I didn't know there was a protein folding problem until it was announced they solved it.
  10. VadersLaMent

    VadersLaMent Chosen One star 10

    Apr 3, 2002
    I forgot this was here. It was shot down Here

    The other notable result is that biomarkers of cellular senescence also saw a ~35% fall in the same T cell population. Again, the problem with interpreting these results as rejuvenation or age reversal is that T cells are a poor choice of cell type to use for this kind of thing due to their highly dynamic nature. Unfortunately, they are a popular cell type to use in these sorts of studies, due to the ease of collection from the bloodstream.

    These particular immune cells can have large variance in their telomere length based on the demand for cellular replication at that particular time. T cell populations replicate rapidly in the face of pathogens, and with each replication, the telomeres shorten, meaning that telomere lengths can vary in these cell populations from day to day. Infection and other environmental factors can play a key role in the status of T cell telomeres, and this is why they are not overly useful as aging biomarkers.


    But I wanted to post This today

    There were many building blocks to choose from mathematically, but we sought one that had the features of both the particle and wave – concentrated like the particle but also spread out over space and time like the wave. The answer was a building block that looks like a concentration of energy – kind of like a star – having energy that is highest at the center and that gets smaller farther away from the center.

    For the precession-of-Mercury problem, we modeled the Sun as an enormous stationary fragment of energy and Mercury as a smaller but still enormous slow-moving fragment of energy. For the bending-of-light problem, the Sun was modeled the same way, but the photon was modeled as a minuscule fragment of energy moving at the speed of light. In both problems, we calculated the trajectories of the moving fragments and got the same answers as those predicted by the theory of general relativity. We were stunned.

    Our initial work demonstrated how a new building block is capable of accurately modeling bodies from the enormous to the minuscule. Where particles and waves break down, the fragment of energy building block held strong. The fragment could be a single potentially universal building block from which to model reality mathematically – and update the way people think about the building blocks of the universe.
  11. Ramza

    Ramza Administrator Emeritus star 8 VIP - Former Mod/RSA VIP

    Jul 13, 2008
    "It sure would be cool if this led to purely discretized techniques being used for high-end physics applications, in my unbiased opinion," he said, hastily hiding his giant "Discrete Math is the Only Math Worth Caring About" poster and the copies of his autobiography, Never Met a Continuous Function I Liked: A Story of Hope.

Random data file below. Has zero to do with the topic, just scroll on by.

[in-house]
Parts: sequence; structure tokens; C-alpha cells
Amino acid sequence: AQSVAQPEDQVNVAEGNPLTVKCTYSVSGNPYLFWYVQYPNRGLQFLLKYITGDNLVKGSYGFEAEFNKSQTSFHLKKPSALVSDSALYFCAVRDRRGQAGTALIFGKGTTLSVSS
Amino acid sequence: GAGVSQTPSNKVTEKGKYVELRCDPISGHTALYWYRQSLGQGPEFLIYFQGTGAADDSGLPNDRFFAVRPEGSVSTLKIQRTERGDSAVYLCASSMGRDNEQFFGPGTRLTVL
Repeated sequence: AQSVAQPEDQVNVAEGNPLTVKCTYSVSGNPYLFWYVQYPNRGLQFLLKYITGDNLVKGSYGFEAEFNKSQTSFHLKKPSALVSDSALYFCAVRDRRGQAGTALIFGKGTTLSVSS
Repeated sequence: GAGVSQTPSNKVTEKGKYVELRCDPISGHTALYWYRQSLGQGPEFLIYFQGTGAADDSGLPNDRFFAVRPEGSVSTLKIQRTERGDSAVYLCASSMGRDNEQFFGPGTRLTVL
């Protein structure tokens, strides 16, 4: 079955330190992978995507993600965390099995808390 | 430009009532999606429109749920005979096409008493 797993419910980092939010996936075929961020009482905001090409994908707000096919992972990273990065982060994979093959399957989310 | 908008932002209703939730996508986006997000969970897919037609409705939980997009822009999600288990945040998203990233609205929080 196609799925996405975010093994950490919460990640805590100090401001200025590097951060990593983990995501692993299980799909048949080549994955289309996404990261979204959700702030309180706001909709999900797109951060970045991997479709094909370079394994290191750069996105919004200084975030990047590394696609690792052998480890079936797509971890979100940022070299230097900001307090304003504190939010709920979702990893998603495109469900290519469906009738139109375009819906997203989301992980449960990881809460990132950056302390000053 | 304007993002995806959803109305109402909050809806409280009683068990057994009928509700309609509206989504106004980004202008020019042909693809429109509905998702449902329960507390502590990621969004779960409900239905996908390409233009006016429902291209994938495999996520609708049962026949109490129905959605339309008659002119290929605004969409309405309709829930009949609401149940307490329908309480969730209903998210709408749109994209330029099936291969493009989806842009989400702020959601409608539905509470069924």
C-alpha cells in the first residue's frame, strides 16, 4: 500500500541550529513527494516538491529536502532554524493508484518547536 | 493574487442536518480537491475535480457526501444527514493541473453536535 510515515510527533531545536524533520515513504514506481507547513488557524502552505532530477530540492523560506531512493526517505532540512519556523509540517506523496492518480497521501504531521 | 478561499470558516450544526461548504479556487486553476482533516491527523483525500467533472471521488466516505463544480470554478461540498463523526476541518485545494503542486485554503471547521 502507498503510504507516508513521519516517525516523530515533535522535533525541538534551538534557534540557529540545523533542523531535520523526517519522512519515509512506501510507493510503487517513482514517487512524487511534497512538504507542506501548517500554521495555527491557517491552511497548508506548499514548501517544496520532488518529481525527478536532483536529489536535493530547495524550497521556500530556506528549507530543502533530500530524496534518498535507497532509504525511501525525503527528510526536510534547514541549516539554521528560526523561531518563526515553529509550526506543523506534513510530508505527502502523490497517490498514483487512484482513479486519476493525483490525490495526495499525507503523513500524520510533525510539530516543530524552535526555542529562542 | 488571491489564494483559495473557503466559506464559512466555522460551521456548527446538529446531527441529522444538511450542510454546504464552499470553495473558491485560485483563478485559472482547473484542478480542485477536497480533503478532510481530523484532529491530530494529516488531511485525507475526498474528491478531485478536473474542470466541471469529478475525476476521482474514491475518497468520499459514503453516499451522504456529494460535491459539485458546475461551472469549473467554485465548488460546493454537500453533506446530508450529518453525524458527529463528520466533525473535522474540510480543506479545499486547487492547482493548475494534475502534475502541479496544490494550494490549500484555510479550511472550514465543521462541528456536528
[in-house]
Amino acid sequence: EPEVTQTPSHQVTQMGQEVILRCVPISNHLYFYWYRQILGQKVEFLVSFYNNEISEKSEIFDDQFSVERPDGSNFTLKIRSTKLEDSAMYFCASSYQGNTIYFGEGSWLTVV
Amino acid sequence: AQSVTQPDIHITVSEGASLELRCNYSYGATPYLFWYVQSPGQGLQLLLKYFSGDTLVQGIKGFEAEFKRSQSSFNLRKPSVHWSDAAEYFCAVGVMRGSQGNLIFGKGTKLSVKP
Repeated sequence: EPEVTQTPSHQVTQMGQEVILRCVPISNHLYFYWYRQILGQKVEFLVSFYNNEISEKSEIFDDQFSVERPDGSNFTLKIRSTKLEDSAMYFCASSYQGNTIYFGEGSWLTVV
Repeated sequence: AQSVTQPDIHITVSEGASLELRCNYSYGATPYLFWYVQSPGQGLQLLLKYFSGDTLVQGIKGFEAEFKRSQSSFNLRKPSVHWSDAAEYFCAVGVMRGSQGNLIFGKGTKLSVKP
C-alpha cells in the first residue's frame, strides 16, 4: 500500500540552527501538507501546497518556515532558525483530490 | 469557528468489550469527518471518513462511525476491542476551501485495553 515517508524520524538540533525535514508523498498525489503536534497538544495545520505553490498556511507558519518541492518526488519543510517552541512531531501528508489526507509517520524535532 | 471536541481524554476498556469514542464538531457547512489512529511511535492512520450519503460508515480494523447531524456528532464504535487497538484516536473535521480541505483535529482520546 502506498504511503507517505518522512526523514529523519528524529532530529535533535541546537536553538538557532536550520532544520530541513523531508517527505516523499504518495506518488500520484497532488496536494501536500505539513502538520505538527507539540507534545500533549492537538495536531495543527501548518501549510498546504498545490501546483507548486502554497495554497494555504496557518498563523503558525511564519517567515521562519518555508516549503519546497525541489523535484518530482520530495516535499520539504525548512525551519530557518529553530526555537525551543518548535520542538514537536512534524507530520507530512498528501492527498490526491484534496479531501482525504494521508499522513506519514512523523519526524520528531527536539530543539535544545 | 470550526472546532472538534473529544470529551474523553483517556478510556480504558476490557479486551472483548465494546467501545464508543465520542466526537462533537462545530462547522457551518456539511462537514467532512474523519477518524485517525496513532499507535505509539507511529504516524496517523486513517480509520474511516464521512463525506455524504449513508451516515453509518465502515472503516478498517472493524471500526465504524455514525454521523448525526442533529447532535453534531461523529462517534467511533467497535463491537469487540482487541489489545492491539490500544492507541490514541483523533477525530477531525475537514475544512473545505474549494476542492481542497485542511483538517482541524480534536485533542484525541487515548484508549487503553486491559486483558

Last edited: Jan 3, 2021
    dp4m likes this.
  12. blackmyron

    blackmyron Chosen One star 6

    Oct 29, 2005
    ... as much as I would like to see something new here (and I'm about 15 years removed from the subject), I'm going to have to go with 'extreme skepticism' here.

    Here's a link to the actual paper itself, for those inclined.
  13. Ramza

    Ramza Administrator Emeritus star 8 VIP - Former Mod/RSA VIP

    Jul 13, 2008
    Oh it's in PE? Extreme skepticism might be generous. :p

    Edit: Equational reference citations to Wikipedia, you love to see it.

    Unless they're spamming the list serve with claims they've solved the P vs NP problem. Then it's not as funny.

    Edit 2: There sure is a lot of restating super basic mathematical axioms (i.e. "this is what a vector is") in a way that smacks more of drowning the reader in equations than providing any substantive results (this is a common tactic in so-called "crank papers," amateur efforts that are enthusiastic but don't prove anything useful). The issue recurs throughout so I'm skeptical if there's much of anything worth engaging with, the meat of which seems to hinge almost entirely on that Mercury recursion despite how much chaff is in this thing. Big suspiciously intoned "if" there's anything good in here, they'd do well to bring in an author from the actual field and work with a journal that would actually edit.
    Last edited: Jan 3, 2021
  14. Rylo Ken

    Rylo Ken Force Ghost star 6

    Dec 19, 2015
    The Oumuamua saga continues!

    "Harvard’s top astronomer lays out his controversial theory that our solar system was recently visited by advanced alien technology from a distant star."

    Have we been probed? People have said we're due for a good probing. What people? Top. Top people.
  15. Chancellor_Ewok

    Chancellor_Ewok Chosen One star 7

    Nov 8, 2004
  16. Lowbacca_1977

    Lowbacca_1977 Jedi Grand Master star 6

    Jun 28, 2006
    Oh jeez, Avi Loeb at it again